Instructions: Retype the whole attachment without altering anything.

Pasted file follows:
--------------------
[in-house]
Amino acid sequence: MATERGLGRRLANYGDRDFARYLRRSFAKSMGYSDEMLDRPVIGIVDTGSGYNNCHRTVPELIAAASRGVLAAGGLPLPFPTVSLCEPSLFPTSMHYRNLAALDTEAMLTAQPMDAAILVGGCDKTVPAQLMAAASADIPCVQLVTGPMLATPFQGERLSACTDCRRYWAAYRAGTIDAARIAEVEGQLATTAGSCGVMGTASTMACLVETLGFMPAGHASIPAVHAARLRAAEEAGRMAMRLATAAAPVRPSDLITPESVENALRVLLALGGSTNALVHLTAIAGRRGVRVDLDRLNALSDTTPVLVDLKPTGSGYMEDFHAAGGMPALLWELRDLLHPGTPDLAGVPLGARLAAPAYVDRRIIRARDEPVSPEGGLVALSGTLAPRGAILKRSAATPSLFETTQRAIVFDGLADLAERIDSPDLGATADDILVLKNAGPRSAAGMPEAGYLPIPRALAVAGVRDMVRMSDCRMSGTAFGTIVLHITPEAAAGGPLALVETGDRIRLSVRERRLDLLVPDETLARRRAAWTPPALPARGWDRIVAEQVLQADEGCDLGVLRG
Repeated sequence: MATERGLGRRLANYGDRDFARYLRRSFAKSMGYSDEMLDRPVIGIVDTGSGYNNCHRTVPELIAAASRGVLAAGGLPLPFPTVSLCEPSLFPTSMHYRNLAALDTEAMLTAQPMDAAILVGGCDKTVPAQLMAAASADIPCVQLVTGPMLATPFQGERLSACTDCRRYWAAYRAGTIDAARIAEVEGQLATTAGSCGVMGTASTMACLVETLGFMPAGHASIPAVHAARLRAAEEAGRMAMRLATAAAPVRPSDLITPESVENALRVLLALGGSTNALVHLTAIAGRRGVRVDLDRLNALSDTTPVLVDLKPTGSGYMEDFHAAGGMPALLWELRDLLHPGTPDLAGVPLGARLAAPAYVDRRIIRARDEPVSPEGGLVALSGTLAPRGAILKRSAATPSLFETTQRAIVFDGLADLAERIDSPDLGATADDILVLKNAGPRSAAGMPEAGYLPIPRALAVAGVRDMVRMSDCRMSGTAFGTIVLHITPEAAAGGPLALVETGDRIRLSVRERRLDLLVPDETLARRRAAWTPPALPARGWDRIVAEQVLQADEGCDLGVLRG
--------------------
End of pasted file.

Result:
[in-house]
Amino acid sequence: MATERGLGRRLANYGDRDFARYLRRSFAKSMGYSDEMLDRPVIGIVDTGSGYNNCHRTVPELIAAASRGVLAAGGLPLPFPTVSLCEPSLFPTSMHYRNLAALDTEAMLTAQPMDAAILVGGCDKTVPAQLMAAASADIPCVQLVTGPMLATPFQGERLSACTDCRRYWAAYRAGTIDAARIAEVEGQLATTAGSCGVMGTASTMACLVETLGFMPAGHASIPAVHAARLRAAEEAGRMAMRLATAAAPVRPSDLITPESVENALRVLLALGGSTNALVHLTAIAGRRGVRVDLDRLNALSDTTPVLVDLKPTGSGYMEDFHAAGGMPALLWELRDLLHPGTPDLAGVPLGARLAAPAYVDRRIIRARDEPVSPEGGLVALSGTLAPRGAILKRSAATPSLFETTQRAIVFDGLADLAERIDSPDLGATADDILVLKNAGPRSAAGMPEAGYLPIPRALAVAGVRDMVRMSDCRMSGTAFGTIVLHITPEAAAGGPLALVETGDRIRLSVRERRLDLLVPDETLARRRAAWTPPALPARGWDRIVAEQVLQADEGCDLGVLRG
Repeated sequence: MATERGLGRRLANYGDRDFARYLRRSFAKSMGYSDEMLDRPVIGIVDTGSGYNNCHRTVPELIAAASRGVLAAGGLPLPFPTVSLCEPSLFPTSMHYRNLAALDTEAMLTAQPMDAAILVGGCDKTVPAQLMAAASADIPCVQLVTGPMLATPFQGERLSACTDCRRYWAAYRAGTIDAARIAEVEGQLATTAGSCGVMGTASTMACLVETLGFMPAGHASIPAVHAARLRAAEEAGRMAMRLATAAAPVRPSDLITPESVENALRVLLALGGSTNALVHLTAIAGRRGVRVDLDRLNALSDTTPVLVDLKPTGSGYMEDFHAAGGMPALLWELRDLLHPGTPDLAGVPLGARLAAPAYVDRRIIRARDEPVSPEGGLVALSGTLAPRGAILKRSAATPSLFETTQRAIVFDGLADLAERIDSPDLGATADDILVLKNAGPRSAAGMPEAGYLPIPRALAVAGVRDMVRMSDCRMSGTAFGTIVLHITPEAAAGGPLALVETGDRIRLSVRERRLDLLVPDETLARRRAAWTPPALPARGWDRIVAEQVLQADEGCDLGVLRG